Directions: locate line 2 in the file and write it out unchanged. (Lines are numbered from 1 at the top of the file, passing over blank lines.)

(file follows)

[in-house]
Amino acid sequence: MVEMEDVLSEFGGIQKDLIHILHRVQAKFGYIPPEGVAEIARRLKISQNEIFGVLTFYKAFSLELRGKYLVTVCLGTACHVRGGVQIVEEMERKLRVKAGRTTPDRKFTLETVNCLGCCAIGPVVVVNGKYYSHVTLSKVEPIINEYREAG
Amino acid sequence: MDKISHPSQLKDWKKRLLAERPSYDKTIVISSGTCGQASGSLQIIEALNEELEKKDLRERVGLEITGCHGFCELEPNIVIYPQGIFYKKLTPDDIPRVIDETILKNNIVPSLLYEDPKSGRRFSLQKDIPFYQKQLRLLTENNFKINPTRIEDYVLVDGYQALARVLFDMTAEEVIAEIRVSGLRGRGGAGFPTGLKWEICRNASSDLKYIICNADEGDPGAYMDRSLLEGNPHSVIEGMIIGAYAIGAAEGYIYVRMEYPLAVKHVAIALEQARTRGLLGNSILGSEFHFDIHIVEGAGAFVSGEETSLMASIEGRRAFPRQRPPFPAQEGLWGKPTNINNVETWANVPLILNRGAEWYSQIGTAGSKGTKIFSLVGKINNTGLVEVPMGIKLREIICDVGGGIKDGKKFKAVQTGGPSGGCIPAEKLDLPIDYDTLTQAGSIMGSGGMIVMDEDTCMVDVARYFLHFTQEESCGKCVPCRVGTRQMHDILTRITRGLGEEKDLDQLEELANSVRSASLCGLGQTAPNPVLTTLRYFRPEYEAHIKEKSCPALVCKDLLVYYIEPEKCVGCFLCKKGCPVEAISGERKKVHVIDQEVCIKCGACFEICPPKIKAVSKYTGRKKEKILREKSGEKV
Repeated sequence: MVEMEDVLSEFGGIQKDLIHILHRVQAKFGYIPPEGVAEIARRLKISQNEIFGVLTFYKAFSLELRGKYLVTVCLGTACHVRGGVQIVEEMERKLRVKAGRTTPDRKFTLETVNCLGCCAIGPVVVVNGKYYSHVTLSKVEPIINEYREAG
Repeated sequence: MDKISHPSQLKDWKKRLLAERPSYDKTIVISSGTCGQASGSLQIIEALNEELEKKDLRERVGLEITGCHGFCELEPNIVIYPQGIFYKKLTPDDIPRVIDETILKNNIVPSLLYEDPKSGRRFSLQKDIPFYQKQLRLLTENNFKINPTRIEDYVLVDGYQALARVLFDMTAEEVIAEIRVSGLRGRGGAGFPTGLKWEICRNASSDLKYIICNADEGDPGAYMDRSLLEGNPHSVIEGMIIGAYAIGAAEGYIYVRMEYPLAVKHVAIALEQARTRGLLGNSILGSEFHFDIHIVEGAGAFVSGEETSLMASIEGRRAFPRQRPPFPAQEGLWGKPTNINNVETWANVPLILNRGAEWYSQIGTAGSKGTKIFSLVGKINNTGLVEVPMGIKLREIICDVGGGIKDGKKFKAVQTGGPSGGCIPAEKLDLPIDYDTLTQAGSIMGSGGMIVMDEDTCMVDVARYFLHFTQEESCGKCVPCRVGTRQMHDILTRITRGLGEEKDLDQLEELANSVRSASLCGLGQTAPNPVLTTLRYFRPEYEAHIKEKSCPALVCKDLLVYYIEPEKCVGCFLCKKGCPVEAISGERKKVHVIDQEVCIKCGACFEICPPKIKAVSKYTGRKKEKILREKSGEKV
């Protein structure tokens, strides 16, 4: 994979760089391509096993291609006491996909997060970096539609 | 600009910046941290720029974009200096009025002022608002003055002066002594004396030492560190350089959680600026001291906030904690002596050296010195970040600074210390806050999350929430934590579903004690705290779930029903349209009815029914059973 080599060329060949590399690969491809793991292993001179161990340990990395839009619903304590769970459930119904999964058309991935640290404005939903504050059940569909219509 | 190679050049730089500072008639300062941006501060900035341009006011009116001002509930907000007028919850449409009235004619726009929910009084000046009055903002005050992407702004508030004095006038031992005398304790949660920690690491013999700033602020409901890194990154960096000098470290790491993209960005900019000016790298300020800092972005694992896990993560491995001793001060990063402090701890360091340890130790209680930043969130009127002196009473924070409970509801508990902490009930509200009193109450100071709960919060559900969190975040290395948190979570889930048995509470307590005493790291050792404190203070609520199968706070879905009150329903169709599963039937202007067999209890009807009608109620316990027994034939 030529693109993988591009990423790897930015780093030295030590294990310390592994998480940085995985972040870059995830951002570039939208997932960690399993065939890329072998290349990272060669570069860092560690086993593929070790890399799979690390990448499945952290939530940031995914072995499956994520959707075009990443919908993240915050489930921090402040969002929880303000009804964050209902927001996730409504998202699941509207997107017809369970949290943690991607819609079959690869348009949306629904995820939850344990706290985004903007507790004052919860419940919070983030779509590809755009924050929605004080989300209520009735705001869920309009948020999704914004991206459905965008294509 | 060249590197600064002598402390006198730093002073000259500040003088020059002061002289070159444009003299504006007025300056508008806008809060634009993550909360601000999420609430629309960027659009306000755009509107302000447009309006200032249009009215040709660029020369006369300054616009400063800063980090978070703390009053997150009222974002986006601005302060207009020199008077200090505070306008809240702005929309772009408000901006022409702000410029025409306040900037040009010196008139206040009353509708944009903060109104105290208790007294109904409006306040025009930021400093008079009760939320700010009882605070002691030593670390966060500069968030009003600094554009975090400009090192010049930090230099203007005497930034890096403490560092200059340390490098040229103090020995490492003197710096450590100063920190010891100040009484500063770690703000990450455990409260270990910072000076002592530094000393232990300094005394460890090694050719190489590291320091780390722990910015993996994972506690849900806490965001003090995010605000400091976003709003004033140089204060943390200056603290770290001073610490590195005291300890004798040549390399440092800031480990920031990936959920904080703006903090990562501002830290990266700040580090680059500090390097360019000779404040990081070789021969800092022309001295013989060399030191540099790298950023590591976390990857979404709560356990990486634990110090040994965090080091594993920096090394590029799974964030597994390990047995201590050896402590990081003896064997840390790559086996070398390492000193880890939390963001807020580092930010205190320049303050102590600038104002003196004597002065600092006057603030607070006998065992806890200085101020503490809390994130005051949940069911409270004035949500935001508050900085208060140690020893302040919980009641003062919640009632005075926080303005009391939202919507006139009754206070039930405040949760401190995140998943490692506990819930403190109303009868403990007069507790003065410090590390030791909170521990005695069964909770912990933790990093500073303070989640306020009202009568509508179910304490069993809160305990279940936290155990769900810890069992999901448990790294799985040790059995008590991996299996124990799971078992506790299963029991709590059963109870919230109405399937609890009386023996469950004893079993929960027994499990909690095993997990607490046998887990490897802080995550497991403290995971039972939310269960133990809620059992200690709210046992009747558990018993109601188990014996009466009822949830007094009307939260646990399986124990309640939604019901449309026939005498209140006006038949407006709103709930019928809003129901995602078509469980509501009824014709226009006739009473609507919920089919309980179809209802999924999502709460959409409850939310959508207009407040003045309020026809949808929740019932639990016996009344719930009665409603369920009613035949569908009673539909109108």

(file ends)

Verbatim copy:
Amino acid sequence: MVEMEDVLSEFGGIQKDLIHILHRVQAKFGYIPPEGVAEIARRLKISQNEIFGVLTFYKAFSLELRGKYLVTVCLGTACHVRGGVQIVEEMERKLRVKAGRTTPDRKFTLETVNCLGCCAIGPVVVVNGKYYSHVTLSKVEPIINEYREAG